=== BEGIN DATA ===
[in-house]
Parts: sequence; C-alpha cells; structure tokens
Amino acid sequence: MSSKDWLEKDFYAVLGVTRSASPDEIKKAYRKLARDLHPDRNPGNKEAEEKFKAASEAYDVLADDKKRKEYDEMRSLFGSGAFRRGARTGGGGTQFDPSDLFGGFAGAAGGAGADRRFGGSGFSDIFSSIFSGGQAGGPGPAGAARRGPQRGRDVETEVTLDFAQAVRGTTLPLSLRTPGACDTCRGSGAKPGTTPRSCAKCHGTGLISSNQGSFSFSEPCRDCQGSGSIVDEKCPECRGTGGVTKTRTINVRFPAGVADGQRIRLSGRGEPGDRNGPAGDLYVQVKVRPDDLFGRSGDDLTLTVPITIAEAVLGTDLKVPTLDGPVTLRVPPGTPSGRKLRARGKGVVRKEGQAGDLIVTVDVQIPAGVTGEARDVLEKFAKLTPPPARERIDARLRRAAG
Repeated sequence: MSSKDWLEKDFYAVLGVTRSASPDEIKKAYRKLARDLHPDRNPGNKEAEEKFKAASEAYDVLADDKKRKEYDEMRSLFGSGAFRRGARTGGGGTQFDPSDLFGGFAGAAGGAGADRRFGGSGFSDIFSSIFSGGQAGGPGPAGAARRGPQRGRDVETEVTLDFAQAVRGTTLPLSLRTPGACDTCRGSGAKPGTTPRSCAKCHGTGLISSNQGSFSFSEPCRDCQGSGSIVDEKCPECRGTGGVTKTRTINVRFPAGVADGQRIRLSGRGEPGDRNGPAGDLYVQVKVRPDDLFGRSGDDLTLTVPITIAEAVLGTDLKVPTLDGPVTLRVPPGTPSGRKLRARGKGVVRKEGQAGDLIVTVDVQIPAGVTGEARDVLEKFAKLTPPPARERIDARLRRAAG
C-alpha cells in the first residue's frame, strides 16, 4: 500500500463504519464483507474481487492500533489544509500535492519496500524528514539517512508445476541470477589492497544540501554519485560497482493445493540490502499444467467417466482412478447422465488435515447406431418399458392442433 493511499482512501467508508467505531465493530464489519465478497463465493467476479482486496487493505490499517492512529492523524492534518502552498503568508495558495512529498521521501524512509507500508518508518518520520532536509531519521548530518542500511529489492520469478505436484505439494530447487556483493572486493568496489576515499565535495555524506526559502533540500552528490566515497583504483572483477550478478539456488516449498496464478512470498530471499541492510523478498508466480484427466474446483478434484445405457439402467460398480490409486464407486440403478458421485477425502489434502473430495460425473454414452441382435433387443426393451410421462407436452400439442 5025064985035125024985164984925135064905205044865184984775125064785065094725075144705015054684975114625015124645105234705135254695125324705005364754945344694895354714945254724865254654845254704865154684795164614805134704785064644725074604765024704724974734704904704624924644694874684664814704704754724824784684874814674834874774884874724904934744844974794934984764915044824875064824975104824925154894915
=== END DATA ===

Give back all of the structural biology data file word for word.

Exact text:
[in-house]
Parts: sequence; C-alpha cells; structure tokens
Amino acid sequence: MSSKDWLEKDFYAVLGVTRSASPDEIKKAYRKLARDLHPDRNPGNKEAEEKFKAASEAYDVLADDKKRKEYDEMRSLFGSGAFRRGARTGGGGTQFDPSDLFGGFAGAAGGAGADRRFGGSGFSDIFSSIFSGGQAGGPGPAGAARRGPQRGRDVETEVTLDFAQAVRGTTLPLSLRTPGACDTCRGSGAKPGTTPRSCAKCHGTGLISSNQGSFSFSEPCRDCQGSGSIVDEKCPECRGTGGVTKTRTINVRFPAGVADGQRIRLSGRGEPGDRNGPAGDLYVQVKVRPDDLFGRSGDDLTLTVPITIAEAVLGTDLKVPTLDGPVTLRVPPGTPSGRKLRARGKGVVRKEGQAGDLIVTVDVQIPAGVTGEARDVLEKFAKLTPPPARERIDARLRRAAG
Repeated sequence: MSSKDWLEKDFYAVLGVTRSASPDEIKKAYRKLARDLHPDRNPGNKEAEEKFKAASEAYDVLADDKKRKEYDEMRSLFGSGAFRRGARTGGGGTQFDPSDLFGGFAGAAGGAGADRRFGGSGFSDIFSSIFSGGQAGGPGPAGAARRGPQRGRDVETEVTLDFAQAVRGTTLPLSLRTPGACDTCRGSGAKPGTTPRSCAKCHGTGLISSNQGSFSFSEPCRDCQGSGSIVDEKCPECRGTGGVTKTRTINVRFPAGVADGQRIRLSGRGEPGDRNGPAGDLYVQVKVRPDDLFGRSGDDLTLTVPITIAEAVLGTDLKVPTLDGPVTLRVPPGTPSGRKLRARGKGVVRKEGQAGDLIVTVDVQIPAGVTGEARDVLEKFAKLTPPPARERIDARLRRAAG
C-alpha cells in the first residue's frame, strides 16, 4: 500500500463504519464483507474481487492500533489544509500535492519496500524528514539517512508445476541470477589492497544540501554519485560497482493445493540490502499444467467417466482412478447422465488435515447406431418399458392442433 493511499482512501467508508467505531465493530464489519465478497463465493467476479482486496487493505490499517492512529492523524492534518502552498503568508495558495512529498521521501524512509507500508518508518518520520532536509531519521548530518542500511529489492520469478505436484505439494530447487556483493572486493568496489576515499565535495555524506526559502533540500552528490566515497583504483572483477550478478539456488516449498496464478512470498530471499541492510523478498508466480484427466474446483478434484445405457439402467460398480490409486464407486440403478458421485477425502489434502473430495460425473454414452441382435433387443426393451410421462407436452400439442 5025064985035125024985164984925135064905205044865184984775125064785065094725075144705015054684975114625015124645105234705135254695125324705005364754945344694895354714945254724865254654845254704865154684795164614805134704785064644725074604765024704724974734704904704624924644694874684664814704704754724824784684874814674834874774884874724904934744844974794934984764915044824875064824975104824925154894915